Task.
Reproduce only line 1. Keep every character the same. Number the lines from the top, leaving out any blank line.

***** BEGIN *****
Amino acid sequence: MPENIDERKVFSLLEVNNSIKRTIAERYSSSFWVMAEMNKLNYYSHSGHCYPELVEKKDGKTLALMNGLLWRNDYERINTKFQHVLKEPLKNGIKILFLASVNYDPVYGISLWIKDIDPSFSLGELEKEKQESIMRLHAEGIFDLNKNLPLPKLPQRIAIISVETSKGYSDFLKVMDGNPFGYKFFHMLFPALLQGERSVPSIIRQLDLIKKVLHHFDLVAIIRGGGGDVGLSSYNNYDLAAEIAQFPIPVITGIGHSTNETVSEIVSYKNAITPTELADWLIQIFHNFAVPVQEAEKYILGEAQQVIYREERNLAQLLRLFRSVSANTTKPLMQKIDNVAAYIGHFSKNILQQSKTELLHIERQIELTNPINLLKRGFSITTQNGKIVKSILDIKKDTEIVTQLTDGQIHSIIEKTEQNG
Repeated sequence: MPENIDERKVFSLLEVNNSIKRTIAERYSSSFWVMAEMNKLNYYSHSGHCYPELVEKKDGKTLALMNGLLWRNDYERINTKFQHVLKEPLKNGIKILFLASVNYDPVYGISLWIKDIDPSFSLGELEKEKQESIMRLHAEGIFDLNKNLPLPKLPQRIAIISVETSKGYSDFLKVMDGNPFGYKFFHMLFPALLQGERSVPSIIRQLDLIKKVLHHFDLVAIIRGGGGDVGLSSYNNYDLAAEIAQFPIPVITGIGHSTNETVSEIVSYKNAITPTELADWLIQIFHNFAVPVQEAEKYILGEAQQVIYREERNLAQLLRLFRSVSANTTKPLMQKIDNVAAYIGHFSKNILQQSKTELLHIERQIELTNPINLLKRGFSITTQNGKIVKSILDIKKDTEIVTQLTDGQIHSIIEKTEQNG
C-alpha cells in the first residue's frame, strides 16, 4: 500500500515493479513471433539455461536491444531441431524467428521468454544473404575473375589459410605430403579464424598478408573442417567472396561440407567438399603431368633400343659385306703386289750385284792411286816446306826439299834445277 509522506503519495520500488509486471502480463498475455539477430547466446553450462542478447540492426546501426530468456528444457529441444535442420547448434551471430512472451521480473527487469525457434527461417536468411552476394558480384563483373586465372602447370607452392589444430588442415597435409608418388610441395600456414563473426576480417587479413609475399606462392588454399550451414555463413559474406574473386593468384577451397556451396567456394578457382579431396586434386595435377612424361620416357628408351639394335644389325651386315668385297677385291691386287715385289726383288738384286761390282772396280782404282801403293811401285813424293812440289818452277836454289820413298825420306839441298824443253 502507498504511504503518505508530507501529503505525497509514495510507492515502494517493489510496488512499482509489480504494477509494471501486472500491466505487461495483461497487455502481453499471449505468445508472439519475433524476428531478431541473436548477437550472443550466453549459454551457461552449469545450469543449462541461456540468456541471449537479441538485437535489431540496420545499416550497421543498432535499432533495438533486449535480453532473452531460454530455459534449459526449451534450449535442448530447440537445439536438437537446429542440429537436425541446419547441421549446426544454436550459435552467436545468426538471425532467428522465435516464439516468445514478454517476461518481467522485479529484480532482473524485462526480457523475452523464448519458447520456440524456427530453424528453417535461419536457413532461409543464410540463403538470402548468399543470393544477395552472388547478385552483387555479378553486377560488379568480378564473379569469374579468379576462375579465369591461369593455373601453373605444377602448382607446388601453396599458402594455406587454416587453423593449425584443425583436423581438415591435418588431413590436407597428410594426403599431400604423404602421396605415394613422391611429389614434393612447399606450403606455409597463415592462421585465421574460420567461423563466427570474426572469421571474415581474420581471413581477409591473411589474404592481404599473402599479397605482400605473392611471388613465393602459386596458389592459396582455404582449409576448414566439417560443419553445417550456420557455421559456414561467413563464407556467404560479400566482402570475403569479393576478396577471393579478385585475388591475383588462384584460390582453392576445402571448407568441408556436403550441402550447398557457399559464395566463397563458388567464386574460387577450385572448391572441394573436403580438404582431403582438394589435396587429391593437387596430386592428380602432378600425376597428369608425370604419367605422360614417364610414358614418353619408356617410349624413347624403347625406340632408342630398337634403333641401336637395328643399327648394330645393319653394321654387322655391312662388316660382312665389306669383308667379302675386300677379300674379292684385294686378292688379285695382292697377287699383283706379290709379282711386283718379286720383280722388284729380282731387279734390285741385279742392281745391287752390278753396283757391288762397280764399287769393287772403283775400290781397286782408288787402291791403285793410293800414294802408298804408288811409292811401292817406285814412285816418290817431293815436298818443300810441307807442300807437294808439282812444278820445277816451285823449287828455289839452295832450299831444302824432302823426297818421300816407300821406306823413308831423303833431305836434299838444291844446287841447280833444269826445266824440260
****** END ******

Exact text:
Amino acid sequence: MPENIDERKVFSLLEVNNSIKRTIAERYSSSFWVMAEMNKLNYYSHSGHCYPELVEKKDGKTLALMNGLLWRNDYERINTKFQHVLKEPLKNGIKILFLASVNYDPVYGISLWIKDIDPSFSLGELEKEKQESIMRLHAEGIFDLNKNLPLPKLPQRIAIISVETSKGYSDFLKVMDGNPFGYKFFHMLFPALLQGERSVPSIIRQLDLIKKVLHHFDLVAIIRGGGGDVGLSSYNNYDLAAEIAQFPIPVITGIGHSTNETVSEIVSYKNAITPTELADWLIQIFHNFAVPVQEAEKYILGEAQQVIYREERNLAQLLRLFRSVSANTTKPLMQKIDNVAAYIGHFSKNILQQSKTELLHIERQIELTNPINLLKRGFSITTQNGKIVKSILDIKKDTEIVTQLTDGQIHSIIEKTEQNG